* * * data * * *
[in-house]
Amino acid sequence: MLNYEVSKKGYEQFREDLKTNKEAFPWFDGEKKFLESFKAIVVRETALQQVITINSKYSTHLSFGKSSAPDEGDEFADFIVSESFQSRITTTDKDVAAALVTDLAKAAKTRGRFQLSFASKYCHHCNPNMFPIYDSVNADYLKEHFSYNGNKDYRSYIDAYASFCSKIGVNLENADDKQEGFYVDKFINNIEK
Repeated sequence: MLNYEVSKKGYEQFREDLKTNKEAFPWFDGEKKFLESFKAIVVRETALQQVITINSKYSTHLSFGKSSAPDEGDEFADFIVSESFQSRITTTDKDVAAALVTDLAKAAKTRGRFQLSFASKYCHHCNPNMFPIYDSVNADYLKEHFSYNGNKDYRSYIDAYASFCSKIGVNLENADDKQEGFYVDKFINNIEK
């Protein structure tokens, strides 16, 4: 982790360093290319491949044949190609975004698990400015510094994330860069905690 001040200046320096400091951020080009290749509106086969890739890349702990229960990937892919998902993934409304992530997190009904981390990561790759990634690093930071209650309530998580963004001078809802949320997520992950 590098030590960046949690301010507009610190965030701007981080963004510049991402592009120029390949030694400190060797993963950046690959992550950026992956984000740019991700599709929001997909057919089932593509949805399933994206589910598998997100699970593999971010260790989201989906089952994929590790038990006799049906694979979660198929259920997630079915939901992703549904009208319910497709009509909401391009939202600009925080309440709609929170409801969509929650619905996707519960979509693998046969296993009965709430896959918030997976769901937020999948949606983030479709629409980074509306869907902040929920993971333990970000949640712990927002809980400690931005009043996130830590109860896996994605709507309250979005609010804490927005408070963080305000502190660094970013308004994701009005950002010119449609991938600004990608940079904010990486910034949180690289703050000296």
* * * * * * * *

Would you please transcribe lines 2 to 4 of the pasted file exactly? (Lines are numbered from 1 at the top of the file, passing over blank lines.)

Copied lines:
Amino acid sequence: MLNYEVSKKGYEQFREDLKTNKEAFPWFDGEKKFLESFKAIVVRETALQQVITINSKYSTHLSFGKSSAPDEGDEFADFIVSESFQSRITTTDKDVAAALVTDLAKAAKTRGRFQLSFASKYCHHCNPNMFPIYDSVNADYLKEHFSYNGNKDYRSYIDAYASFCSKIGVNLENADDKQEGFYVDKFINNIEK
Repeated sequence: MLNYEVSKKGYEQFREDLKTNKEAFPWFDGEKKFLESFKAIVVRETALQQVITINSKYSTHLSFGKSSAPDEGDEFADFIVSESFQSRITTTDKDVAAALVTDLAKAAKTRGRFQLSFASKYCHHCNPNMFPIYDSVNADYLKEHFSYNGNKDYRSYIDAYASFCSKIGVNLENADDKQEGFYVDKFINNIEK
């Protein structure tokens, strides 16, 4: 982790360093290319491949044949190609975004698990400015510094994330860069905690 001040200046320096400091951020080009290749509106086969890739890349702990229960990937892919998902993934409304992530997190009904981390990561790759990634690093930071209650309530998580963004001078809802949320997520992950 590098030590960046949690301010507009610190965030701007981080963004510049991402592009120029390949030694400190060797993963950046690959992550950026992956984000740019991700599709929001997909057919089932593509949805399933994206589910598998997100699970593999971010260790989201989906089952994929590790038990006799049906694979979660198929259920997630079915939901992703549904009208319910497709009509909401391009939202600009925080309440709609929170409801969509929650619905996707519960979509693998046969296993009965709430896959918030997976769901937020999948949606983030479709629409980074509306869907902040929920993971333990970000949640712990927002809980400690931005009043996130830590109860896996994605709507309250979005609010804490927005408070963080305000502190660094970013308004994701009005950002010119449609991938600004990608940079904010990486910034949180690289703050000296």